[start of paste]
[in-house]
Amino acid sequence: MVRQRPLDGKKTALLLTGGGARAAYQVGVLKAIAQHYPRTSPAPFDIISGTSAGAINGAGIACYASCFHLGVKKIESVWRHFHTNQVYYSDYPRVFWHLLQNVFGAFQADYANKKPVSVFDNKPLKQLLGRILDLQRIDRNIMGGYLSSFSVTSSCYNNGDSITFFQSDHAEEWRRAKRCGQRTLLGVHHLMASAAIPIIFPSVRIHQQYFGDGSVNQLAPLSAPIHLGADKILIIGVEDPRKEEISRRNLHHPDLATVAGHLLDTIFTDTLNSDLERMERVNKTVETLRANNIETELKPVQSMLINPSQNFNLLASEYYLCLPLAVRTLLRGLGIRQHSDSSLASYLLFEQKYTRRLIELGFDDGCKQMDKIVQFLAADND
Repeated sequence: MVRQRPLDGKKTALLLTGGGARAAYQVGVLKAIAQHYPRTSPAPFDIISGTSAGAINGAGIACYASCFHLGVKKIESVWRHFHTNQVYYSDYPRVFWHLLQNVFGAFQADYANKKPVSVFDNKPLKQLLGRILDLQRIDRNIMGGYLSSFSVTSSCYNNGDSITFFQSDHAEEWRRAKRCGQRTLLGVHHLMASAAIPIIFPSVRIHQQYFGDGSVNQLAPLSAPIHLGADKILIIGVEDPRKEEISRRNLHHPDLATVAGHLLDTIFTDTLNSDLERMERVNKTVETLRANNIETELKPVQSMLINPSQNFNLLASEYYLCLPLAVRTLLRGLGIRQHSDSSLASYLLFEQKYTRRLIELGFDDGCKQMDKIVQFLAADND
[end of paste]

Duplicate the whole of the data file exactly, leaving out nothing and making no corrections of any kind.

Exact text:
[in-house]
Amino acid sequence: MVRQRPLDGKKTALLLTGGGARAAYQVGVLKAIAQHYPRTSPAPFDIISGTSAGAINGAGIACYASCFHLGVKKIESVWRHFHTNQVYYSDYPRVFWHLLQNVFGAFQADYANKKPVSVFDNKPLKQLLGRILDLQRIDRNIMGGYLSSFSVTSSCYNNGDSITFFQSDHAEEWRRAKRCGQRTLLGVHHLMASAAIPIIFPSVRIHQQYFGDGSVNQLAPLSAPIHLGADKILIIGVEDPRKEEISRRNLHHPDLATVAGHLLDTIFTDTLNSDLERMERVNKTVETLRANNIETELKPVQSMLINPSQNFNLLASEYYLCLPLAVRTLLRGLGIRQHSDSSLASYLLFEQKYTRRLIELGFDDGCKQMDKIVQFLAADND
Repeated sequence: MVRQRPLDGKKTALLLTGGGARAAYQVGVLKAIAQHYPRTSPAPFDIISGTSAGAINGAGIACYASCFHLGVKKIESVWRHFHTNQVYYSDYPRVFWHLLQNVFGAFQADYANKKPVSVFDNKPLKQLLGRILDLQRIDRNIMGGYLSSFSVTSSCYNNGDSITFFQSDHAEEWRRAKRCGQRTLLGVHHLMASAAIPIIFPSVRIHQQYFGDGSVNQLAPLSAPIHLGADKILIIGVEDPRKEEISRRNLHHPDLATVAGHLLDTIFTDTLNSDLERMERVNKTVETLRANNIETELKPVQSMLINPSQNFNLLASEYYLCLPLAVRTLLRGLGIRQHSDSSLASYLLFEQKYTRRLIELGFDDGCKQMDKIVQFLAADND